File - read from EOF

JB sundown at
Sun May 28 12:42:19 EDT 2017

Thanks, Richard


> On May 28, 2017, at 8:26 AM, Richard Gaskin via use-livecode <use-livecode at> wrote:
> Mike Bonner wrote:
> > On Sat, May 27, 2017 at 7:23 PM, JB wrote:
> >> I want to read a file as binary of any
> >> size but as crazy as it sounds I want
> >> to read in sections form the EOF and
> >> stop at the beginning of the file instead
> >> reading from the start to EOF.
> >>
> >> I have no problems opening, reading and
> >> closing files or reading in sections.
> >>
> >> Does anyone know the easiest way
> >> to determine when I reach the start
> >> of the file similar to using EOF to
> >> stop reading at the end of the file?
> >
> >
> > I think you need to do the following
> >
> > First get the length in bytes of the file
> > get the number of bytes in url ("binfile:" & yourfile)
> That'll work well for files that can fit comfortably into memory, but IIRC using "URL" will effectively do a sort of "GET", reading the file from disk.
> And of course, if the file's contents fit comfortably in memory, the subsequent operations to obtain sections of it would be much faster if done on that copy.
> For files larger than can be comfortably worked on in RAM, we currently have no truly efficient way to do this, only ways that vary in degrees of inefficiency. :)
> What would be ideal is to use the OS-provided APIs for obtaining file info for a specific file, but in LC right now we only have a way to get that info (and LOTS of other info!) for all files in a directory at once.
> When a folder contains only a few files it's not much of a problem, but with thousands of files it's far less efficient than if the request -hh submitted for single-file info were implemented:
> Given how often this comes up in the forums, and the general tediousness of having to get/set the working directory and parsing "the detailed files", hopefully that'll be done soon.
> In the meantime, I use this function to obtain specific file info for a given file:
> function fwFileInfo pFilePath, pElem
>   -- For the file specified in pFilePath, returns the metadata element
>   -- specified in pElem, where pElem is one of:
>   --    name = short file, URL-encoded
>   --    size = data fork size, in bytes
>   --    resSize = resource fork size, in bytes (macOS only)
>   --    creationDate = creation date in seconds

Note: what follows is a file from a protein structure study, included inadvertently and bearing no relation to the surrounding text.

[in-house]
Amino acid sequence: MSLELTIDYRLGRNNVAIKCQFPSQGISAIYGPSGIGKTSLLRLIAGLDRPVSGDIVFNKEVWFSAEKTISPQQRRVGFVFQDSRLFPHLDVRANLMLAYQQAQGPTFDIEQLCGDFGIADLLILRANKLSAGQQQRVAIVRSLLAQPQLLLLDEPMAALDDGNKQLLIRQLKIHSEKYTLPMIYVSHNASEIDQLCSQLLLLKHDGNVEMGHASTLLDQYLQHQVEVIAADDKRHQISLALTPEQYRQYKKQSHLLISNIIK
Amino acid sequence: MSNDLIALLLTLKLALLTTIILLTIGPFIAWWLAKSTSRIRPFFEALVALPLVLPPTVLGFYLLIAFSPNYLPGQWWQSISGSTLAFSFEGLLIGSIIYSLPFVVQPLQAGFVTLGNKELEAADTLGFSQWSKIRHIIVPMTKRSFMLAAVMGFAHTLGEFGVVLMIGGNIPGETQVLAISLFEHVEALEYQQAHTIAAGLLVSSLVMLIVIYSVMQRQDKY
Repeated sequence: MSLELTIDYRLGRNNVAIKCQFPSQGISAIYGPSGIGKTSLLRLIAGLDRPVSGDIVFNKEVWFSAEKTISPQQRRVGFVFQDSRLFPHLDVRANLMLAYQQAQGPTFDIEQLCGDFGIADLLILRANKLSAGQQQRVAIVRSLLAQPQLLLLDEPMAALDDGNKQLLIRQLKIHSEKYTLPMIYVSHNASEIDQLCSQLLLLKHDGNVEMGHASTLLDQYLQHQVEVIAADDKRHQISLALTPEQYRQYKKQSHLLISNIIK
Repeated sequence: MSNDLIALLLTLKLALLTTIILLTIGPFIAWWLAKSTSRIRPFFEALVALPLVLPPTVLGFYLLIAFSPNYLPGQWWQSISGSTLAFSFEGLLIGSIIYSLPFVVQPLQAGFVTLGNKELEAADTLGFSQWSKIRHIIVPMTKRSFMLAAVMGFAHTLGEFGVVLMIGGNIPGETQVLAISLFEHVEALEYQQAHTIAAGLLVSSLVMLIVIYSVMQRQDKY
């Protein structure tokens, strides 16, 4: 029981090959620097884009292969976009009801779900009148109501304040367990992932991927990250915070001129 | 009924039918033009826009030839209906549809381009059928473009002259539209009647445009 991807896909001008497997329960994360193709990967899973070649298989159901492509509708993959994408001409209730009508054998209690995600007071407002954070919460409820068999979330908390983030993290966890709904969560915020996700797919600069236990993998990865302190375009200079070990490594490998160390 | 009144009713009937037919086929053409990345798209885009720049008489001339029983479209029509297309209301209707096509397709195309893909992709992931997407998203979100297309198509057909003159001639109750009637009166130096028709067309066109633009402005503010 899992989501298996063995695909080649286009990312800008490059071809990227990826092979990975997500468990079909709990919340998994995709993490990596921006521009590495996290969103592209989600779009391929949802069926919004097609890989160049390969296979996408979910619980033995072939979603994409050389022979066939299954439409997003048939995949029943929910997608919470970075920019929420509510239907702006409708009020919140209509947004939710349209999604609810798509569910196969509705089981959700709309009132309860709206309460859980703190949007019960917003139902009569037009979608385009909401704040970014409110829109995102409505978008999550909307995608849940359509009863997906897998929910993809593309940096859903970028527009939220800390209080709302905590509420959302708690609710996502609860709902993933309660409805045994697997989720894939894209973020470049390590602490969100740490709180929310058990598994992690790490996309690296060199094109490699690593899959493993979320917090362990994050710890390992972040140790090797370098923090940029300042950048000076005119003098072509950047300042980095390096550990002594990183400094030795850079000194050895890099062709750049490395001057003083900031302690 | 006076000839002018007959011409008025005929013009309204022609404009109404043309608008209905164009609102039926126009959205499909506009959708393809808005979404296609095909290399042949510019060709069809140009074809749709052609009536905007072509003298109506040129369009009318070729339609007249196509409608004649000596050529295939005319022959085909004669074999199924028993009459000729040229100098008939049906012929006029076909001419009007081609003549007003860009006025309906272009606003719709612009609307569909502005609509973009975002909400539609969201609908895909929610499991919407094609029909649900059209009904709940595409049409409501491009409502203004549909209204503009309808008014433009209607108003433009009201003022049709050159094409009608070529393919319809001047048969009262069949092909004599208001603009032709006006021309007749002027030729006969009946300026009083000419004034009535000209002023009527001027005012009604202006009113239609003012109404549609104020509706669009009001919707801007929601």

>   --    modDate = last modification date, in seconds
>   --    accessDate = last access date, in seconds
>   --    backupDate = last backup date, in seconds
>   --    userOwner = User owner (Linux and macOS only)
>   --    groupOwner = Group owner (Linux and macOS only).
>   --    permissions = Unix-style permissions (Linux and macOS only)
>   --    macType = MacOS Classic creator and type codes (macOS only).
>   -- If no valid element is specified the full comma-delimited entry
>   -- for the file is returned.
>   --
>   local tFileName, tSaveDir, tFileList, tElems, tElemN
>   --
>   set the itemDelimiter to "/"
>   put urlEncode(last item of pFilePath) into tFileName
>   delete last item of pFilePath
>   put the directory into tSaveDir
>   set the directory to pFilePath
>   put the detailed files into tFileList
>   set the directory to tSaveDir
>   filter tFileList with tFileName &",*"
>   --
>   set the itemdel to ","
>   put "name,size,resSize,CreationDate,ModDate,AccessDate," & \
>     "BackupDate,"UserOwner,GroupOwner,Permissions,MacType" into tElems
>   put itemoffset(pElem, tElems) into tElemN
>   if tElemN = 0 then
>      return tFileList
>   else
>      return item tElemN of tFileList
>   end if
> end fwFileInfo
> This is similar to the one Jan posted this morning for obtaining file size at <>, but unfortunately that function overlooks one of the many details of this that make this task so tedious:
> On macOS it's common for some older folder metadata files to have CRs in their names, which would break the formatting of the CR-delimited return value.  File names may also contain commas, which would similarly break the comma-delimited rows in that return value.
> To counter these, the file and folder names returned with the "detailed" lists are URL-encoded, which does a fine job of handling characters which would break the output format, but requires us to keep that in mind and convert the incoming short file name when filtering from the list.
> -- 
> Richard Gaskin
> Fourth World Systems
> Software Design and Development for the Desktop, Mobile, and the Web
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